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Buying concert tickets (or any tickets) the lazy way.

Mon, Feb 14, 2011

Games - Entertainment

So I don’t know about you, but I have been to a lot of concerts over the years. A lot. That being said, I don’t necessarily need to see certain artists anymore. If I already have seen them, it was probably when they were in their prime. Nevertheless, if I can find good seats of course I would still be interested in seeing them.

What’s a lazy guy to do?

Many venues (at least here in New York) offer pre-sale seats to certain shows. You don’t have to be some kind of “insider” to gain access to these seats. True, there will be shows that offer tickets to “fan club” members and there is no sense paying for access (unless you really love the band), but there will almost always offer other pre-sale tickets to the public. For example, the Meadowlands in New Jersey (www.meadowlands.com) and Madison Square Garden (www.msginsider.com) offer “All Access” and “MSG Insider” (respectively). Sign up and make sure you opt in to receive their e-mails. Generally, the e-mail traffic is not overwhelming (and if it gets to be too much, they are pretty good about the whole unsubscribe process). The e-mails will notify you when a show is coming and sometimes provide a password for the pre-sale. You should also check your credit card companies, as American Express and Citibank are forever offering pre-sale seating passwords and links.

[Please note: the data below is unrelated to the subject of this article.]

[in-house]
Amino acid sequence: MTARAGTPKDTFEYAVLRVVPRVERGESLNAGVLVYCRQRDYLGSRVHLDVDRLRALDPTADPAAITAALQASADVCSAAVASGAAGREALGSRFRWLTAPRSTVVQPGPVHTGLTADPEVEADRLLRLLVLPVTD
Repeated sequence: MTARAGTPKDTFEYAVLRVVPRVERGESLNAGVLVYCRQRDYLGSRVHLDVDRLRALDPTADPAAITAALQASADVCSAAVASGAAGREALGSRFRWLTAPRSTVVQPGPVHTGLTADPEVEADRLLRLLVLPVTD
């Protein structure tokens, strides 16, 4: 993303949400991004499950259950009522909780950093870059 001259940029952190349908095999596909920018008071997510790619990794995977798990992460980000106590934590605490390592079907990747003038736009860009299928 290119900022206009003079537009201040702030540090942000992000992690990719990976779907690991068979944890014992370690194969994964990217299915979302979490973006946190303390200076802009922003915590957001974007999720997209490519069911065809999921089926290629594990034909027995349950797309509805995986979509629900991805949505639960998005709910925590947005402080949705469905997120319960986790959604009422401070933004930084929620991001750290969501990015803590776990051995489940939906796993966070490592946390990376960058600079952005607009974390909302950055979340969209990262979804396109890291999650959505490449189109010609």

Flag the e-mails with your GMail account (c’mon, you have a GMail account, right) or whatever other e-mail software you use and have them dropped into a folder. Check the folder and when you see a show you like, copy the name of the show and the password associated with it. Paste it in a calendar reminder and you are all set.

The morning the tickets are on sale you will receive a reminder. Make sure you are on the site for the tickets at least a couple of minutes before the sale begins. As it draws closer, begin refreshing your screen. Eventually, the page will turn from telling you the seats will be on sale soon to the selection page. Select the pricing level you are interested in and hit submit. I generally choose the higher priced seats because I am going into this with the idea that I am only going to go if the seats are good.

A few weeks ago my fiance and I saw Bryan Adams (laugh if you will but the show was sold out and the performance was great) at the Beacon Theater in NY. Using the method above I was able to get row M, aisle seats (read: great seats) for face value. Ultimately, this is great for setting up really fun future plans. Sometimes the show won’t be for another six months. Put the show in your calendar and you’ll generally forget about it until it’s about two weeks away and you have a nice night already half planned.

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